Base price: $XX. Will update once I find out.
Play time: 10 – 20 minutes.
BGG | Board Game Atlas
Buy … somehow. I’ll update if I can find something.
Logged plays: 10
Full disclosure: A review copy of Papering Duel was provided by Mandoo Games.
Super here for novel themes in games. There are so many! There’s gardening, beekeeping, graffiti, bus route management, ocean conservation, band road trip management, golf! in! space!, fantasy shoplifting, … I could go on. And I want to. But I won’t. Either way, I’m always excited to see a game that’s about something that I haven’t seen before, so I was super excited to check out Papering Duel, from Mandoo Games (who also did Fantasy Defense, a cooperative tower defense game I covered a while back).
In Papering Duel, you play as two roommates who can agree on one thing but not on another. You both agree you want wallpaper, but you cannot agree on the style. In this unenviable position, a major conflict begins to emerge. If you can’t resolve your preferences, well, you’ll just have to out-wallpaper your now-rival. Get ready to cover the walls; which style will win out?
Not much setup. There’s a Style Board; place it near the box bottom:
Give each player three tokens to track:
Place the game board inside the box bottom:
Give each player a set of tiles:
Once you’ve done that, you should be ready to start!
So the game’s pretty low-rules, surprisingly. Think tic-tac-toe. On your first turn, both players play 1 non-Special (both squares are Orange, Red, or Purple) to the center but cannot cover up any of the colors / shapes of their opponent’s card. On your subsequent turns, you can play as many of your tiles as you want to make as many three-in-a-row sets as you want (purple, orange, red, dots, squares, stars). Once you do, draw as many cards as you made sets (but you may only have three cards in your hand). On your opponent’s turn, they must break up all your three-in-a-row sets. If they don’t or can’t, you win! There are a few game-end conditions:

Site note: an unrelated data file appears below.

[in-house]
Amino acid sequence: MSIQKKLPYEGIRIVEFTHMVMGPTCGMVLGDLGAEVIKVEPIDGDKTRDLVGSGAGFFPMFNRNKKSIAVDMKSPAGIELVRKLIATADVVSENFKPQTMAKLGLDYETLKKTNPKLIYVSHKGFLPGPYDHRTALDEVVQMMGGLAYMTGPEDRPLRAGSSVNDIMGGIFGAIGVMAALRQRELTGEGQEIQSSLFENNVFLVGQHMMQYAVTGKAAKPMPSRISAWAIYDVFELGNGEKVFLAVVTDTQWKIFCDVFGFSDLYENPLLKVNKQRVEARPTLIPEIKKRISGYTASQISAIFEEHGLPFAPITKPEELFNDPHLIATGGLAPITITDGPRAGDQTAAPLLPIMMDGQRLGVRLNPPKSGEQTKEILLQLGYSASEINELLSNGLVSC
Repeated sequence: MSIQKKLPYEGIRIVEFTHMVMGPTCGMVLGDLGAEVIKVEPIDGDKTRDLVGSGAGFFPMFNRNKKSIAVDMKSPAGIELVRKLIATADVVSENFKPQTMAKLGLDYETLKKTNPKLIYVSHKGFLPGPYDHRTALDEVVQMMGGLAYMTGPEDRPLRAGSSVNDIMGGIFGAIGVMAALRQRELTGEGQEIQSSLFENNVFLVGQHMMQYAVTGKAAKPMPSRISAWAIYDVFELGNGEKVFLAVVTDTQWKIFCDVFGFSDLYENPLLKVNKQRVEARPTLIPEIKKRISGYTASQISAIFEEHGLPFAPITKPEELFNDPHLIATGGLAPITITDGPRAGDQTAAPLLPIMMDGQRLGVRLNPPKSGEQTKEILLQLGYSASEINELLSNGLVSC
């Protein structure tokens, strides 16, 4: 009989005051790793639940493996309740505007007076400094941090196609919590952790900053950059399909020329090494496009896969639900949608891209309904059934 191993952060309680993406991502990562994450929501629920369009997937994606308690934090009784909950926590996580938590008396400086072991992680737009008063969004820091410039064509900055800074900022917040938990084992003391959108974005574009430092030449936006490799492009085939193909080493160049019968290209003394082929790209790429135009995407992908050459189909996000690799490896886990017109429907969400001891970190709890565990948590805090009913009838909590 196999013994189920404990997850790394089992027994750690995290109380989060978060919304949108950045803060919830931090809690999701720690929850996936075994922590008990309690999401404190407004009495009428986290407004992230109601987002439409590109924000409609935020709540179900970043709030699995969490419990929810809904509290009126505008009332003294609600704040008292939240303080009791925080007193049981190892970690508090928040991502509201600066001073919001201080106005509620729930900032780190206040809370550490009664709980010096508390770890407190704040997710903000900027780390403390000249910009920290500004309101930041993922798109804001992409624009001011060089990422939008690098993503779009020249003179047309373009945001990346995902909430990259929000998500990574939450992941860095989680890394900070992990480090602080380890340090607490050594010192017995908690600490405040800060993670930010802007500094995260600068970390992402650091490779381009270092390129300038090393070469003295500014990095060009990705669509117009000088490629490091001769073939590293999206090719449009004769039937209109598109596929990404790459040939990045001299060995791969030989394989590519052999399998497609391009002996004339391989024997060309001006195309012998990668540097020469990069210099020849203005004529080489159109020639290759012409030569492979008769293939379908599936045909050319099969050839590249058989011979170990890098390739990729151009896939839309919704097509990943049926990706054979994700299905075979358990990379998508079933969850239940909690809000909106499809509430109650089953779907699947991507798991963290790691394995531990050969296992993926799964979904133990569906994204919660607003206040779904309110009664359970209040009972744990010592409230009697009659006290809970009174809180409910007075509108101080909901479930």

- If you finish a turn with three three-in-a-row sets: You win!
- If your opponent cannot break up all your sets: You win!
- If you cannot make a three-in-a-row set on your turn: Your opponent wins!
- If you cannot cover a special tile on your turn: Your opponent wins!
Special tiles are a bit unique. They either have a diagonal or an orthogonal symbol on them (like the tiles each player plays) and they’re grey. They cannot count towards any three-in-a-row sets, but on your opponent’s turn they must cover that tile or they lose the game.
Play continues until one player wins!
Player Count Differences
None; it’s two-player. If you had three players you’d just vote and that wallpaper style would win; hooray democracy!
- I mean, look at your opponent’s hand. It’s open information, so, you can do that. Just don’t be a jerk about it or they are 100% within their rights to break out the timer that’s included with the game. If you can play a combo that your opponent can’t counter, you win! It’s as simple as that.
- If you don’t have much to do, play a Special Card in a corner or something. If you’re playing against the Diagonal Player, that forces them to also play in the center. If you’re not, it means that if you place one in the corner and one in the center, your opponent has to spend at least two cards covering you; even more if you have some three-in-a-row sets.
- If you can get your opponent down to one card, you’ve done pretty well. It’s tough to come back from that unless you can get a double set in one play (purple squares, orange dots, stuff like that). If you can’t, well, it’s easy to see what your playable options are.
- Try to make sets that match your opponent’s cards. They will often need to break yours up and make one of their own, so if you make purple squares and all of their cards are either purple or squares, they literally cannot break up your set and they lose. That’s a rough beat, but, I mean, that’s also how the game’s supposed to work.